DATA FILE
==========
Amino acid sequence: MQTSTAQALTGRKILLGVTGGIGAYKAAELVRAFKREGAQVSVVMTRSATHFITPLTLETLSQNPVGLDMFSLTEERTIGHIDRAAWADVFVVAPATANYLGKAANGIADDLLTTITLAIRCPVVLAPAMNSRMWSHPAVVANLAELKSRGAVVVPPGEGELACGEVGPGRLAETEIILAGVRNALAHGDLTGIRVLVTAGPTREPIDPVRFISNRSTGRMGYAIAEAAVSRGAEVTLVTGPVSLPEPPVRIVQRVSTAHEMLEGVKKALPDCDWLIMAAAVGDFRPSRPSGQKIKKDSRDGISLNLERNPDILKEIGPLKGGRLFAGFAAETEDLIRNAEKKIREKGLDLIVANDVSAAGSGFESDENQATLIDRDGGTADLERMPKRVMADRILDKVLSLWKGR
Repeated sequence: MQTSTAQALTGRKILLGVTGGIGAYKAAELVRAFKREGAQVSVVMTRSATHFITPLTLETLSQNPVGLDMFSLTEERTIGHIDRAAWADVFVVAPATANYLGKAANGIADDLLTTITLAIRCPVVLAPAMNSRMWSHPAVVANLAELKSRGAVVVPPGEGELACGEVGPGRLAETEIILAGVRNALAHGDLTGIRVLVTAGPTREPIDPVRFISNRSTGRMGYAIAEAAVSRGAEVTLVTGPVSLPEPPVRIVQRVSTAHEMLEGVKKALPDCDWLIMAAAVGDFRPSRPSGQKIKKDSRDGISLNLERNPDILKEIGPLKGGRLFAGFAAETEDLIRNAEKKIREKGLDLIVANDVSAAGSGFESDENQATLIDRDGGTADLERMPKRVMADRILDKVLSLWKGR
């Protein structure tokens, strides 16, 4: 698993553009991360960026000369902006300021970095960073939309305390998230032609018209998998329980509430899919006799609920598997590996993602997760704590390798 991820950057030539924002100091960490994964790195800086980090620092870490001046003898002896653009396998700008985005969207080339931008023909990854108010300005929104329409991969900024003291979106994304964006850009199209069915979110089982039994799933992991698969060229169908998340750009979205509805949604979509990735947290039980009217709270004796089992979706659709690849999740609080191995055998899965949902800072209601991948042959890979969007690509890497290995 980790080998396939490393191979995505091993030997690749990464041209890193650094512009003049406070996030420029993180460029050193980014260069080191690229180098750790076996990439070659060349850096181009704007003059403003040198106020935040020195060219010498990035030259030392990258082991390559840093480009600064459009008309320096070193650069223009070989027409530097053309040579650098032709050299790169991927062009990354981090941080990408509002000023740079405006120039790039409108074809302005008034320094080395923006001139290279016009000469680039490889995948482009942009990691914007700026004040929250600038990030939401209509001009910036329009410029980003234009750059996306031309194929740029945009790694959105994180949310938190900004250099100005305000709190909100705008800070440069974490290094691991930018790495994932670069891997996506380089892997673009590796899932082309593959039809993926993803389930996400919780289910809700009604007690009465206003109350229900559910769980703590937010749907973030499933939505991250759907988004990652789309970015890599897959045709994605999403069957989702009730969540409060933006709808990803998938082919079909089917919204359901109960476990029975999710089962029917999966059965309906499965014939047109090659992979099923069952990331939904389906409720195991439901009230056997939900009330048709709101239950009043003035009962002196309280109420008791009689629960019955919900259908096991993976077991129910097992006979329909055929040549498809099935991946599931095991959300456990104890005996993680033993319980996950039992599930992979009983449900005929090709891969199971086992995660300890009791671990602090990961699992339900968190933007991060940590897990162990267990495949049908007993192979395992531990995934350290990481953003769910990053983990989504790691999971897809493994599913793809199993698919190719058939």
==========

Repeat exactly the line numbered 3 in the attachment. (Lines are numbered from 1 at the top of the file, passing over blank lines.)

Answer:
């Protein structure tokens, strides 16, 4: 698993553009991360960026000369902006300021970095960073939309305390998230032609018209998998329980509430899919006799609920598997590996993602997760704590390798 991820950057030539924002100091960490994964790195800086980090620092870490001046003898002896653009396998700008985005969207080339931008023909990854108010300005929104329409991969900024003291979106994304964006850009199209069915979110089982039994799933992991698969060229169908998340750009979205509805949604979509990735947290039980009217709270004796089992979706659709690849999740609080191995055998899965949902800072209601991948042959890979969007690509890497290995 980790080998396939490393191979995505091993030997690749990464041209890193650094512009003049406070996030420029993180460029050193980014260069080191690229180098750790076996990439070659060349850096181009704007003059403003040198106020935040020195060219010498990035030259030392990258082991390559840093480009600064459009008309320096070193650069223009070989027409530097053309040579650098032709050299790169991927062009990354981090941080990408509002000023740079405006120039790039409108074809302005008034320094080395923006001139290279016009000469680039490889995948482009942009990691914007700026004040929250600038990030939401209509001009910036329009410029980003234009750059996306031309194929740029945009790694959105994180949310938190900004250099100005305000709190909100705008800070440069974490290094691991930018790495994932670069891997996506380089892997673009590796899932082309593959039809993926993803389930996400919780289910809700009604007690009465206003109350229900559910769980703590937010749907973030499933939505991250759907988004990652789309970015890599897959045709994605999403069957989702009730969540409060933006709808990803998938082919079909089917919204359901109960476990029975999710089962029917999966059965309906499965014939047109090659992979099923069952990331939904389906409720195991439901009230056997939900009330048709709101239950009043003035009962002196309280109420008791009689629960019955919900259908096991993976077991129910097992006979329909055929040549498809099935991946599931095991959300456990104890005996993680033993319980996950039992599930992979009983449900005929090709891969199971086992995660300890009791671990602090990961699992339900968190933007991060940590897990162990267990495949049908007993192979395992531990995934350290990481953003769910990053983990989504790691999971897809493994599913793809199993698919190719058939």